MIDDLETOWN, Pa. (WHTM) – Renewed debate over race and policing sprung up in recent days as San Francisco 49ers quarterback Colin Kaepernick stayed seated during the national anthem.
The football player said he wanted to draw attention to the treatment of minorities. Waves of protest have followed and Tuesday, local researchers and police leaders tackled the question in a panel discussion: How does race factor into policing in the Midstate?
Police departments like to talk about “community policing” — getting to know the people they serve better. It turns out your confidence in police may have more to do with who you know than how you look.
In Pennsylvania, most people — around 80 percent, Penn State Harrisburg assistant professor of criminal justice Jennifer Gibbs said — trust cops.
“Most citizens don’t have negative encounters,” Barbara Thompson said, “and so I think they believe that everything is okay if it’s okay with me.”
Thompson works at Penn State Harrisburg. She was one of a few dozen at the school’s policing panel. The focus: building trust.
“You got to get it right every time and we don’t, you know,” Susquehanna Township police chief and panelist Rob Martin said. “We’re not perfect. We hire from the human race.”
Whether or not someone is confident in police depends on some factors you’d expect, like negative interactions with police in the past or being the victim of a recent crime.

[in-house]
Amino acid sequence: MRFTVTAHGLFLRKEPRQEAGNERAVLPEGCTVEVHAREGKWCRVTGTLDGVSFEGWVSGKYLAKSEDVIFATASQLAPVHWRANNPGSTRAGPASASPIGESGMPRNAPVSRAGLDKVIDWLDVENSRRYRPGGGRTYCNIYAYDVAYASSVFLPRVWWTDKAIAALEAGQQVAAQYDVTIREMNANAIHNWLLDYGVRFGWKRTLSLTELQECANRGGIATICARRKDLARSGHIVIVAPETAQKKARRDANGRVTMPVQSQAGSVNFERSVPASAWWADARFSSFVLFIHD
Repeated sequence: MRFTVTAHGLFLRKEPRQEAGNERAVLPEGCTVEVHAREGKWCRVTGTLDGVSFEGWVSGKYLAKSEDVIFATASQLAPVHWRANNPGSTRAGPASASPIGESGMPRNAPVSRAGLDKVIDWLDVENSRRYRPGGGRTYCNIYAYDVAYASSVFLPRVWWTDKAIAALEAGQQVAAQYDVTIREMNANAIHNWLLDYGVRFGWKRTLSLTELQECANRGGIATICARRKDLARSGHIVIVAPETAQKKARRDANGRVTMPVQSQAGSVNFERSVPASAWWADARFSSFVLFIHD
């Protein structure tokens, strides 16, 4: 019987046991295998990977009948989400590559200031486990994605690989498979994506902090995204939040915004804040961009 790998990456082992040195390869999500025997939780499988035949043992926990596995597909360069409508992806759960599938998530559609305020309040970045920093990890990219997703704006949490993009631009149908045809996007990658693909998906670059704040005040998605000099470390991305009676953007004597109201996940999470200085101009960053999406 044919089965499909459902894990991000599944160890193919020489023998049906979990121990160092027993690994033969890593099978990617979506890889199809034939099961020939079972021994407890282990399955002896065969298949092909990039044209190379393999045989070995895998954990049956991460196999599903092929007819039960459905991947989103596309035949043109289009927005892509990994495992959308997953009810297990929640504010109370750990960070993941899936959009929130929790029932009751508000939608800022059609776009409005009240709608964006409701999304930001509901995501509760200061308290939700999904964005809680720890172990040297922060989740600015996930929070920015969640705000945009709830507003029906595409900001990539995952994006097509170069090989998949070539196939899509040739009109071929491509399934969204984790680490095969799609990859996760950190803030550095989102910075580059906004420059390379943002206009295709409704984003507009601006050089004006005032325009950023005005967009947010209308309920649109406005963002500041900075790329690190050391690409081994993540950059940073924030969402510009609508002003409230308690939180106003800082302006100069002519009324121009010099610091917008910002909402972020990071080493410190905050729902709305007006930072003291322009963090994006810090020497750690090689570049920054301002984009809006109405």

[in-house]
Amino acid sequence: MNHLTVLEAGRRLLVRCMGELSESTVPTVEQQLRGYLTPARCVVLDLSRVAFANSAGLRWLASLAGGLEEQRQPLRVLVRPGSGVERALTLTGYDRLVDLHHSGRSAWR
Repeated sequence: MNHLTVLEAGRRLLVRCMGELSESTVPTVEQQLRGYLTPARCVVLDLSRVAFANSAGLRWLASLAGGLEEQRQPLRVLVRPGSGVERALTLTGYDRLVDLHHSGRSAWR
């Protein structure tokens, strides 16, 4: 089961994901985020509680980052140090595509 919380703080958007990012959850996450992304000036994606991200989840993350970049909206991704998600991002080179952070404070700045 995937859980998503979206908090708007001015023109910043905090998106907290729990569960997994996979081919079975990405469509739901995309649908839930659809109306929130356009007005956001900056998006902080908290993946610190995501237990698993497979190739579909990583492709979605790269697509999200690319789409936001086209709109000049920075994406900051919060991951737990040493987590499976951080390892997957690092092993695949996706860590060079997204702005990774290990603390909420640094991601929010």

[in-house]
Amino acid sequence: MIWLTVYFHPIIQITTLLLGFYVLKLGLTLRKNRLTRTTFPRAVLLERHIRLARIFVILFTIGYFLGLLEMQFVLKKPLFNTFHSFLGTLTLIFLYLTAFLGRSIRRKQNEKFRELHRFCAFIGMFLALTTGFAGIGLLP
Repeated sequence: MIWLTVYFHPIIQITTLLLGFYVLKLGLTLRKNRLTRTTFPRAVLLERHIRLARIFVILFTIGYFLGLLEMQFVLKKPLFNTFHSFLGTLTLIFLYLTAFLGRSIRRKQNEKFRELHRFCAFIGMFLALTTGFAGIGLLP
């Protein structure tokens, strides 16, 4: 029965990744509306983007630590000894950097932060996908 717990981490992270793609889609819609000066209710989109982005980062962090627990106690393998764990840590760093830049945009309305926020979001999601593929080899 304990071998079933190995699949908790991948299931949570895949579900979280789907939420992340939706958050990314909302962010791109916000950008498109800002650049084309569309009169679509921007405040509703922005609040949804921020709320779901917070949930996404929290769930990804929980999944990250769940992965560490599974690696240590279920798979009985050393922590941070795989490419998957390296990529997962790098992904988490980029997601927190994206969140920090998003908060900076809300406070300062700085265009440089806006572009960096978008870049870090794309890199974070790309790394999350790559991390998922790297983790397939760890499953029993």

“But then this social distance comes in,” Jonathan Lee said. The assistant criminal justice professor has been looking into local departments and their standings within their communities.
He’s zeroed in on that phrase, “social distance,” basically, do you personally know a cop you can have a comfortable conversation with? If so, you’re more likely to have confidence in police overall.
Lee showed that again by surveying students on campus. “For both white and black students,” he said, “it is all about social distance with the police.”
The preliminary data show community policing works, Lee said: More cops interacting with more people means more confidence. But it’s not a simple solution; researchers might better understand why some people don’t trust police, but panelist Shaun Gabbidon, a distinguished professor of criminal justice, warned against drawing too many conclusions.
“The long view suggests that there is a reason that blacks and other minorities tend to be suspicious of the police,” he said.
As much as cities like to rely on community policing, an obvious obstacle is money. Departments have to hire more officers to keep up with the call load if more are out in the community.
Swatara Township, for instance, would have to hire about 20 more officers to fill the gap, chief Jason Umberger said, at about $100,000 per officer. But he said current programs and a push toward better relationships could serve as a model for other communities.
“And we need to continue to talk,” Thompson said. “If we stop talking, if we stop trying to improve, then we’re sunk.”
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